It feels amazing to see more and more students at Fitchburg State who want to get engaged. It’s so close and dear to me to see young Latinos and people of color, because I totally know what they’re going through.
A first-generation college student whose family emigrated from the Dominican Republic when she was 10 years old, Alexandra Valdez ’15 often struggled in school.
“I went through a rough patch, and my family didn’t even know if I was going to graduate from high school,” Valdez said. “There were so many distractions in my life.”
She began her studies at community college in Boston, where the struggles continued. Finally, she realized she had to refocus. “I told myself, ‘You’ve got to get yourself together, Alex.’”
That included embracing opportunities at school, and accompanying a friend who was looking to study away from the city at a place called Fitchburg State. “She literally drove me to Fitchburg,” Valdez said.
Valdez liked what she saw and transferred the next semester. She started getting more involved, and was elected to Student Government Association. She said the supportive atmosphere of the campus and the number of engagement opportunities was critical to her success.
“To be able to have such a close-knit community helped me so much,” said Valdez, who was also class president. “As a first-generation Latina going to college, I needed to have that feeling of security.”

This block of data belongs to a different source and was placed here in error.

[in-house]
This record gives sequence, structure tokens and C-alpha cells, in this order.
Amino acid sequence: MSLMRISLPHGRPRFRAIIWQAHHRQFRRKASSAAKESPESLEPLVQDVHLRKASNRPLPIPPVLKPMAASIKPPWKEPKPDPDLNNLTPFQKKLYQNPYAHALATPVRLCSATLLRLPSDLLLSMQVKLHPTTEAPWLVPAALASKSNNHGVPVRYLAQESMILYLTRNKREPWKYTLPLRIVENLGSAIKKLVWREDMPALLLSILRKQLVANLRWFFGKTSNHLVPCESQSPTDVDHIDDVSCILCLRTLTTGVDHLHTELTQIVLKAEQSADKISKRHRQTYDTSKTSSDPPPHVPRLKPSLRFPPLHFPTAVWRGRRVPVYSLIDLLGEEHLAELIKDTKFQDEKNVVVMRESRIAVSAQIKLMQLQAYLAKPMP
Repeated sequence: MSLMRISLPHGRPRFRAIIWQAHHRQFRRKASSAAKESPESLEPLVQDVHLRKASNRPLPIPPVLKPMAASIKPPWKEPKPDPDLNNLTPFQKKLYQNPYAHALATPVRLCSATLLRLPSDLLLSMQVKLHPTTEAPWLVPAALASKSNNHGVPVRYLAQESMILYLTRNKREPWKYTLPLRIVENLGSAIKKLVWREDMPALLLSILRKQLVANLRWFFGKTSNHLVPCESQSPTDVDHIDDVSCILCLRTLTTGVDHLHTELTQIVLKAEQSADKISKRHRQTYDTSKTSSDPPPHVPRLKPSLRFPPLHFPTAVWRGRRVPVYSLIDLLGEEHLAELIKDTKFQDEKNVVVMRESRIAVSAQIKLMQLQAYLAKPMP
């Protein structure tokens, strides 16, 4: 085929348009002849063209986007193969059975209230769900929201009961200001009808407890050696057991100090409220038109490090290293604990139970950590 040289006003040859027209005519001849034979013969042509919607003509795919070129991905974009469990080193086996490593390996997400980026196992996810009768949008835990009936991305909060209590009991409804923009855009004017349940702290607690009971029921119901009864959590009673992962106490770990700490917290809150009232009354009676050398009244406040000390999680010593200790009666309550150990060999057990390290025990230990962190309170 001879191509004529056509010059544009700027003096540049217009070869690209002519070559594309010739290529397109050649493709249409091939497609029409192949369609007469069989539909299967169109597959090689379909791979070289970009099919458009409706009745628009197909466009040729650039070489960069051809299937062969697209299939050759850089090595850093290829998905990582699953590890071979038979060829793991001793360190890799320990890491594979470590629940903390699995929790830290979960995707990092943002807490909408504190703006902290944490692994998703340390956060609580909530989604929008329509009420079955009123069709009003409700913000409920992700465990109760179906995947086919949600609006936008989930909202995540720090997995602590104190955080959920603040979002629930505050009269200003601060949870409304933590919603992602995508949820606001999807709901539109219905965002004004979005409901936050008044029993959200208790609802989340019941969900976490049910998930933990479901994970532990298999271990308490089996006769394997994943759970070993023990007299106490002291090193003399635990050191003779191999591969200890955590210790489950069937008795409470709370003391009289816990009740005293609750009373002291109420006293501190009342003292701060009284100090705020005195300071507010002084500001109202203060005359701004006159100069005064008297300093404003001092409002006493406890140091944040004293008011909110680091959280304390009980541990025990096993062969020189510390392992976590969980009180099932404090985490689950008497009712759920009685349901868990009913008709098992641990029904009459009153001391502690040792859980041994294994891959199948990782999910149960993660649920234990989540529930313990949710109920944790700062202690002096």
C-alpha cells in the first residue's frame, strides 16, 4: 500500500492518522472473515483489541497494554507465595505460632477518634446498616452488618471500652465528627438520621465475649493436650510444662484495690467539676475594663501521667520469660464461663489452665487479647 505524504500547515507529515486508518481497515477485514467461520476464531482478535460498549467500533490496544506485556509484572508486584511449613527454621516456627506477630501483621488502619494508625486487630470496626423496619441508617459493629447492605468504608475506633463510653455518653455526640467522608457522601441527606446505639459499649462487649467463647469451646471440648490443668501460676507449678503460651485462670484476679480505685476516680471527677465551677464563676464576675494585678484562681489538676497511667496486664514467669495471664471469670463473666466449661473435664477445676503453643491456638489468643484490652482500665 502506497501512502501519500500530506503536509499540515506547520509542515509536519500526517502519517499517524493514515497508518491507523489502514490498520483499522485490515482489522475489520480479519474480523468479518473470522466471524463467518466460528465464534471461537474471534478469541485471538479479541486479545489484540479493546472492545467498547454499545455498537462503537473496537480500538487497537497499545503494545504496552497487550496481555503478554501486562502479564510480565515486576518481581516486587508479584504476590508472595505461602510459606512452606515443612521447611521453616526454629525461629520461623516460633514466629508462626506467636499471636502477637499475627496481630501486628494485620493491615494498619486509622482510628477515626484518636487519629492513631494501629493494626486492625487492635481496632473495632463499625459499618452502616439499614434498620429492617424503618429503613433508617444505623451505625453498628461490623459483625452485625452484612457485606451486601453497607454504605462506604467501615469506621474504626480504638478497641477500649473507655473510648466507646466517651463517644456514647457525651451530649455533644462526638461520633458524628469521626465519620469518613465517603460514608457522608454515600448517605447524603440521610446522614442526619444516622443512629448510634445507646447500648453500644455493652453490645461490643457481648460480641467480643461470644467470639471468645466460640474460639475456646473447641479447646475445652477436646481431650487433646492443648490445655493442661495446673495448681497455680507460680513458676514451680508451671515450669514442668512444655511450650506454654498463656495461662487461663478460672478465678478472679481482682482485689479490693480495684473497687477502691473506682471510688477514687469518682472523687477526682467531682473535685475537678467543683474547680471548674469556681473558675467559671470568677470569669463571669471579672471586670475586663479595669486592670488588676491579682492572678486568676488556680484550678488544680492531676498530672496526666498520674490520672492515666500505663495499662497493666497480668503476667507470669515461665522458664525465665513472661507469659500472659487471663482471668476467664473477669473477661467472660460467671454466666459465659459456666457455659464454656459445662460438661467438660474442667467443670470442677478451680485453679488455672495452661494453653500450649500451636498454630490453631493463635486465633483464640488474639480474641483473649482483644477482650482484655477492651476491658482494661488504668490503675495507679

She said she never saw herself as “the smart student” when she was in high school, and getting over that self-image was an important realization. “I knew that failure wasn’t an option,” she said. “For once in my life, I wanted to do something for myself. It helped me understand who I am as a person. This wasn’t just a path for myself, but to love and respect and to serve others.”
In her senior year, Valdez was named of one of Massachusetts’ public higher education’s “29 Who Shine,” and recognized at the Statehouse for her leadership efforts at Fitchburg State.
Fitchburg State also helped Valdez land an internship with The Washington Center in the nation’s capital, where she interned with the Congressional Hispanic Caucus. University scholarships helped defray the costs, opening doors to a life-changing experience. “If the school hadn’t helped me, I couldn’t have done it,” Valdez said. “It was one of the best experiences I ever had.”
That experience built on a passion for service that had begun in her community college days, when she worked a part-time job in a Boston City Councilor Matt O’Malley’s office.
Valdez became the councilor’s Latino liaison, and she later worked in external affairs for the Suffolk County Sheriff’s Office, where she helped break down barriers with communities of color.
She is continuing that work with her current job, as director of engagement in the city of Boston’s Economic Mobility Lab. The lab’s mission is to research and test ideas with the potential to economically help low- and moderate-income city residents, such as supporting high-quality childcare, incentivizing residents to open emergency savings accounts, and exploring how to help millennials buy their first houses.
Valdez, now pursuing a master’s degree in public administration at Suffolk University, has remained engaged with Fitchburg State, coming back to campus to take part in panel discussions with current Latinx students.
“It feels amazing to see more and more students at Fitchburg State who want to get engaged,” she said. “Coming back is a very humbling experience, because it’s so close and dear to me to see young Latinos and people of color, because I totally know what they’re going through. It’s great to see.”
This article was originally published in the Winter 2021 edition of Contact magazine.